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Boyd, D and Taft, A (2016) Identifying the Complex Information Requirements of Sustainable Drainage Systems. In: Chan, P W and Neilson, C J (Eds.), Proceedings 32nd Annual ARCOM Conference, 5-7 September 2016, Manchester UK. Association of Researchers in Construction Management, 729–738.
- Type: Conference Proceedings
- Keywords: multiple models, complexity, decision making, stakeholders
- ISBN/ISSN: 978-0-9955463-0-1
- URL: http://www.arcom.ac.uk/-docs/proceedings/13503cd2b98eab4dcf0c98f3bb2400ac.pdf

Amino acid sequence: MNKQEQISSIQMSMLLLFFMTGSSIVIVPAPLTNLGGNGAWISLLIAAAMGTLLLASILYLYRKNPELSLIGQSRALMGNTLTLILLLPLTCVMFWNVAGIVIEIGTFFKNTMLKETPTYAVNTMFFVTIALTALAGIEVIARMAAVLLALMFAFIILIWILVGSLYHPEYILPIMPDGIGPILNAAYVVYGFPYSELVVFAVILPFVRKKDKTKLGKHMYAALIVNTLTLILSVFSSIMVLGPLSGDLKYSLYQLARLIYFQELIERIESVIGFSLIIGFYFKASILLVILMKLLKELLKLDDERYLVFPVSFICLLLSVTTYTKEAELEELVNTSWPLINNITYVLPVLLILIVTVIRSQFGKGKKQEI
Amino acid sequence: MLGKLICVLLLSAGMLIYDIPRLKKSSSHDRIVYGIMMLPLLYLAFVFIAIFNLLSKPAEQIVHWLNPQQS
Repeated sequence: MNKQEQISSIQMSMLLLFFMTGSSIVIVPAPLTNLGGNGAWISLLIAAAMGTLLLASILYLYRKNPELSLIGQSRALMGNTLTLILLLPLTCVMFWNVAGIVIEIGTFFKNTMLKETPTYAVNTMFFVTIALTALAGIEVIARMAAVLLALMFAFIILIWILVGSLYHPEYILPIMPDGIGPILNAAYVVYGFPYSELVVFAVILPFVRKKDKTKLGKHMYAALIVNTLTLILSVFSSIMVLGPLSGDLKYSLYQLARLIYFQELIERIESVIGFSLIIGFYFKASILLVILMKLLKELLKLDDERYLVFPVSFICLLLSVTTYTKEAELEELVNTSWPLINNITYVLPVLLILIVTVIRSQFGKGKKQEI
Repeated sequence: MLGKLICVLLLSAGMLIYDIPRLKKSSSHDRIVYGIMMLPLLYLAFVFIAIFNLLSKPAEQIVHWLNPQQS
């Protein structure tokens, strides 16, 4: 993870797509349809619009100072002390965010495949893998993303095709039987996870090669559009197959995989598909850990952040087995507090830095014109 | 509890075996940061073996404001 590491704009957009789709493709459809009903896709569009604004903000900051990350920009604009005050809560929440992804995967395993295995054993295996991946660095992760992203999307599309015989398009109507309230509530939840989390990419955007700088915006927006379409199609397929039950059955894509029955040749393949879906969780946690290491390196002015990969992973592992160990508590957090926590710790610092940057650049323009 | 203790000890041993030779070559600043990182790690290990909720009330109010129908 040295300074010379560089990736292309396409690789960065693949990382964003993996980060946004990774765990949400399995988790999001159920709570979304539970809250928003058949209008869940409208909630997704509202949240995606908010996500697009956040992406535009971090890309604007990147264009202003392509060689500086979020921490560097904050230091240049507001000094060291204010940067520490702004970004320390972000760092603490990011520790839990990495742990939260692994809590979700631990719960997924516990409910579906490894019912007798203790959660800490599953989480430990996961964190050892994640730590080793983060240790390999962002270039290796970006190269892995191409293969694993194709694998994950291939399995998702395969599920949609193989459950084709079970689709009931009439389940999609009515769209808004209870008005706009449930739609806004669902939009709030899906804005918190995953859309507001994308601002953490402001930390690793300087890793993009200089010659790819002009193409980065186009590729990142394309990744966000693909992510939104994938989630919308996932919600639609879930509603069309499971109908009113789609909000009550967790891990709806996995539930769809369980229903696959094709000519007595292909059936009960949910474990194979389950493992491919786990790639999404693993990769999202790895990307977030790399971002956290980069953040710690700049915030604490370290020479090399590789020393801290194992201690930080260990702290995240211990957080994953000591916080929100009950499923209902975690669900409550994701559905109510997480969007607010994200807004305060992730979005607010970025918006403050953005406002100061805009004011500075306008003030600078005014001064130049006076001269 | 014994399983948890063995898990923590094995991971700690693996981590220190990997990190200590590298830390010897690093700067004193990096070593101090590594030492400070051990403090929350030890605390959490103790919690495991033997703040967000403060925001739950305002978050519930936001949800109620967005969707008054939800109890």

The management of water both for supply and removal is a growing concern of society. The primary purpose of sustainable drainage systems (SuDS) is to address the flow and volume of run-off from impermeable surfaces that are formed in the development of the built environment. SuDS involves a number of methods to store run off and release it in a controlled manner and to permit infiltration into the ground. This is often achieved through a ‘management train’ involving a number of methods arranged in a series and a number of landscape features such as basins, swales, permeable paving, grass filter strips, gravel strips and soil infiltration. Designing these effectively produces many benefits other than water removal including groundwater recharge, water resource, landscape enhancement and biodiversity. However, this requires addressing multiple objectives which make the problem extremely complex and involve the support of many disciplines and stakeholders. It has been proposed that infrastructure information modelling will make the design and management of SuDS easier and more robust. The current adoption of information perspective on SuDS is software led and simplifies the problems to landscape design and hydrology which fails to address the complex requirements and multiple objectives of SuDS. This paper seeks to identify the multiple and complex information requirements in the design and management of SuDS through a comprehensive literature review. It considers the different stakeholders and their particular information needs. It will show that each discipline has its own model and evaluative system which uses information differently and generates different interpretations. These differences are not acknowledged in current infrastructure information modelling which seek to automate the process in a single comprehensive model. The paper concludes that new forms of models need to be created based on these different information perspectives and which allow a more interactive design between stakeholders.